Women and the Temple
President Thomas S. Monson and President Julie B. Beck
I have spent almost my entire life in the Church of Jesus Christ of Latter-day Saints. My mother converted when I was a toddler, after years of searching for something more than what she had been taught as a child. I attended primary, was baptized, attended early-morning seminary faithfully, was the Laurel President in Young Womens, and received all of my Personal Progress and Young Woman in Recognition awards. I attended and graduated from BYU. I have accepted every calling that has ever been extended to me. I received my endowments and was married in the temple. However, it is the last two events, that I had been taught all my life were the culminating experience of my mortal life, which have tried my faith the most.
With excitement and trepidation I walked through the doors of the Atlanta, Georgia temple one bright winter morning. I changed into the required clothing, I was instructed as to what was expected of me and where I should go. As I participated in the initiatory, I marveled that I was experiencing women using the priesthood for the first time in my life. I was so thrilled at this that I didn’t pay attention to the language that subordinated me to my future husband. Then, in the endowment, it became painfully aware to me that the equality and mutuality that one would expect in a sacred ordinance directed by God was absent. Sure, women participated in almost the same manner of men. However Eve is portrayed almost as terribly as she is in Genesis. The truth about her understanding about the Plan is not plainly revealed. She is portrayed as manipulative and cunning, while Adam magnanimously condescends to follow her lead. Then, after a few short lines, she is not addressed again by anyone. She is voiceless and stands behind Adam. Evidence of our Heavenly Mother is absent, and vague suggestions and symbolism is not adequate when the rest of the Godhead is portrayed so literally. I tried not to let my disappointment show as the ordinance finished. I had no words to express my dismay. I tried to push the pain out of my head as I enjoyed the rest of our pre-wedding festivities. I told myself that our sealing would be different, and that I would be marrying my best friend and that was all that mattered.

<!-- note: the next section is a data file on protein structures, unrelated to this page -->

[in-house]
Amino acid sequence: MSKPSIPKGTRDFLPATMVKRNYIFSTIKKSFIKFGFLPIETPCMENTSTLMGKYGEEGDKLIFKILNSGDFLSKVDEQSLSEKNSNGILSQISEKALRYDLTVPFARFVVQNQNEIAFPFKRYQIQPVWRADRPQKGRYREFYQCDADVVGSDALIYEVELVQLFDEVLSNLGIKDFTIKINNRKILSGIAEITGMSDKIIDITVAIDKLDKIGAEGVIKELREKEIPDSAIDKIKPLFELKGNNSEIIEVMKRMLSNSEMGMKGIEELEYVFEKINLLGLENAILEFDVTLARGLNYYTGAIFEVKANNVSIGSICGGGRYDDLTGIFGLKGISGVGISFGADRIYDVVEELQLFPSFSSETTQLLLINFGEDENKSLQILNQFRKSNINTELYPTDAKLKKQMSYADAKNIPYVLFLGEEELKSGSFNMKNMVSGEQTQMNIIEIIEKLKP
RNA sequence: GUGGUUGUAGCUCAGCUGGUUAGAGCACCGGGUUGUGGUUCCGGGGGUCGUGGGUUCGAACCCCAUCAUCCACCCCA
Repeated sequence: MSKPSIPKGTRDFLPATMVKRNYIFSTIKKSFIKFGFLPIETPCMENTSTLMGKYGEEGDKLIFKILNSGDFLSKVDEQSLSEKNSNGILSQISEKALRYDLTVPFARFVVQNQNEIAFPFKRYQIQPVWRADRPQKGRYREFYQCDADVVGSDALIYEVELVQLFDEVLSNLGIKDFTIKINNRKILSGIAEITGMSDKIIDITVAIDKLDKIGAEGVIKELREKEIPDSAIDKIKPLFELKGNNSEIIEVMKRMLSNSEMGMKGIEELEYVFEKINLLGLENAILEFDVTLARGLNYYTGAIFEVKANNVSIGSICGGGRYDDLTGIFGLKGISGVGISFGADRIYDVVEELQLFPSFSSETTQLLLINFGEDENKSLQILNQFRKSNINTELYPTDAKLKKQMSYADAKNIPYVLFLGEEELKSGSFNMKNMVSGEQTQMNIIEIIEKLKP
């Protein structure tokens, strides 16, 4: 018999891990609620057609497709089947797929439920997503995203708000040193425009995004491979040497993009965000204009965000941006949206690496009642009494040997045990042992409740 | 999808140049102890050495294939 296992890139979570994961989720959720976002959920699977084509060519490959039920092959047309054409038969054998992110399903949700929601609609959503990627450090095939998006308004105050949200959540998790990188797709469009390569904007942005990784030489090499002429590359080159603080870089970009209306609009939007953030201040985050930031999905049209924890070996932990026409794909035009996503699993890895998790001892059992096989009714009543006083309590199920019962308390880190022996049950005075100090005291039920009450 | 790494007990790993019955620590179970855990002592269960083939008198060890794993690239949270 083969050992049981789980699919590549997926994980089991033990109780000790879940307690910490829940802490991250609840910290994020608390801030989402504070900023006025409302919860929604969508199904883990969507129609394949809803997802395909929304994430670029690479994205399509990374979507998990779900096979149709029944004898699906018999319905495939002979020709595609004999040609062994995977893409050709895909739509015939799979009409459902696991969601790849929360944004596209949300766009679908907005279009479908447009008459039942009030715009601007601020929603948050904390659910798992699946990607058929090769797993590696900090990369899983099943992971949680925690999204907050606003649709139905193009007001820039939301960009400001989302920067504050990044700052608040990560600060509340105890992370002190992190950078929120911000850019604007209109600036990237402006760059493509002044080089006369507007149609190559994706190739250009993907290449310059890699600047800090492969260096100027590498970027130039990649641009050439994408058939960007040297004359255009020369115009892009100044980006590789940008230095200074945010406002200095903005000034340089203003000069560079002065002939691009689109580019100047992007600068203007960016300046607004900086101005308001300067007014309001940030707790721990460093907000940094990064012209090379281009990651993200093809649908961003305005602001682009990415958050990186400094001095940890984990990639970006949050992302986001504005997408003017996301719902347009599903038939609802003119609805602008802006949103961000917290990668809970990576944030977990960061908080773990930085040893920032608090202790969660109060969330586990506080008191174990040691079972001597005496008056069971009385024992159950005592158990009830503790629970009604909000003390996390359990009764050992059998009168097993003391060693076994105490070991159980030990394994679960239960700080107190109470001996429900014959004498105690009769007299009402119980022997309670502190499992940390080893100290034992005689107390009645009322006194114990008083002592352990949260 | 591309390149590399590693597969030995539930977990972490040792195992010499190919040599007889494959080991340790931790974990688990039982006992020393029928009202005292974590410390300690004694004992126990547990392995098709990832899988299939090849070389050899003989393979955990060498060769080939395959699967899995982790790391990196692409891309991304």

During the sealing, I clasped hands with my soon to be husband and felt joy to be bound together for eternity. Then, the sealer said that I was giving myself to my husband. I was expecting to hear the reciprocity in regards to my husband—I was to be disappointed again. Even here, in the Lord’s house, I was considered property to be exchanged. I was to obey and honor my husband, as long as he was obedient to the Lord, but in no way was he to obey and honor me. He was not required to listen to my counsel as long as I was obedient to the Lord. I was triply covenanted under him, and then to the Lord.
I speak frankly and plainly now. The language used in the temple is damaging to women and men. It perpetuates a harmful tradition of subordination. It marginalizes women and makes them “auxiliaries”, appendages, to the priesthood brethren. In turn, the men bear enormous responsibility to “preside”, all the while being told that the couple is supposed to be a partnership. No number of pretty words or flowery phrases can disguise this fact. Why else would we have to spend so much time trying to tell women that they are important or valued if not for the overwhelming messages of male privilege?
It is common knowledge that the temple ceremonies have evolved over the years and certain policies have been changed. Single sisters can now receive their endowments. Phrases that made many uncomfortable have been removed. If the ordinances could reflect the true nature of Heaven, that of absolute equality and worth for ALL, then they would not be so alienating to so many. I would ask that you consider these words carefully. I add my voice to the thousands who feel that our Heavenly Parents do not see us as one half of the population being subordinate to each other, for that is not how They exist.